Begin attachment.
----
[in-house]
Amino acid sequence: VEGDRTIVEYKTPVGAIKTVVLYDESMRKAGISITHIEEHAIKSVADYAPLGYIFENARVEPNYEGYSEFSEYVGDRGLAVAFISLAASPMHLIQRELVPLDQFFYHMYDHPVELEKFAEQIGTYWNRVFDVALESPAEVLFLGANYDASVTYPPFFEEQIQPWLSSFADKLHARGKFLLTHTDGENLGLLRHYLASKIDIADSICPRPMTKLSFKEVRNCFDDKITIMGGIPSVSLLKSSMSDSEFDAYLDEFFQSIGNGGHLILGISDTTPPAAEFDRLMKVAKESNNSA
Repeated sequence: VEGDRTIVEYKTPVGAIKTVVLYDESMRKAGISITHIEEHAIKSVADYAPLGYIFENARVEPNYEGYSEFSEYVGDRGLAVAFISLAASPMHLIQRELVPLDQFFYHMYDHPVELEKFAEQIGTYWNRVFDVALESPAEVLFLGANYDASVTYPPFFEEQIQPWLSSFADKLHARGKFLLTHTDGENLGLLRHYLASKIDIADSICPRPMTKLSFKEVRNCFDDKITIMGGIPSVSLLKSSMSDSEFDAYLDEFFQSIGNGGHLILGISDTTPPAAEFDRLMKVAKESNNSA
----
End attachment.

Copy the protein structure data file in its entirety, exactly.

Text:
[in-house]
Amino acid sequence: VEGDRTIVEYKTPVGAIKTVVLYDESMRKAGISITHIEEHAIKSVADYAPLGYIFENARVEPNYEGYSEFSEYVGDRGLAVAFISLAASPMHLIQRELVPLDQFFYHMYDHPVELEKFAEQIGTYWNRVFDVALESPAEVLFLGANYDASVTYPPFFEEQIQPWLSSFADKLHARGKFLLTHTDGENLGLLRHYLASKIDIADSICPRPMTKLSFKEVRNCFDDKITIMGGIPSVSLLKSSMSDSEFDAYLDEFFQSIGNGGHLILGISDTTPPAAEFDRLMKVAKESNNSA
Repeated sequence: VEGDRTIVEYKTPVGAIKTVVLYDESMRKAGISITHIEEHAIKSVADYAPLGYIFENARVEPNYEGYSEFSEYVGDRGLAVAFISLAASPMHLIQRELVPLDQFFYHMYDHPVELEKFAEQIGTYWNRVFDVALESPAEVLFLGANYDASVTYPPFFEEQIQPWLSSFADKLHARGKFLLTHTDGENLGLLRHYLASKIDIADSICPRPMTKLSFKEVRNCFDDKITIMGGIPSVSLLKSSMSDSEFDAYLDEFFQSIGNGGHLILGISDTTPPAAEFDRLMKVAKESNNSA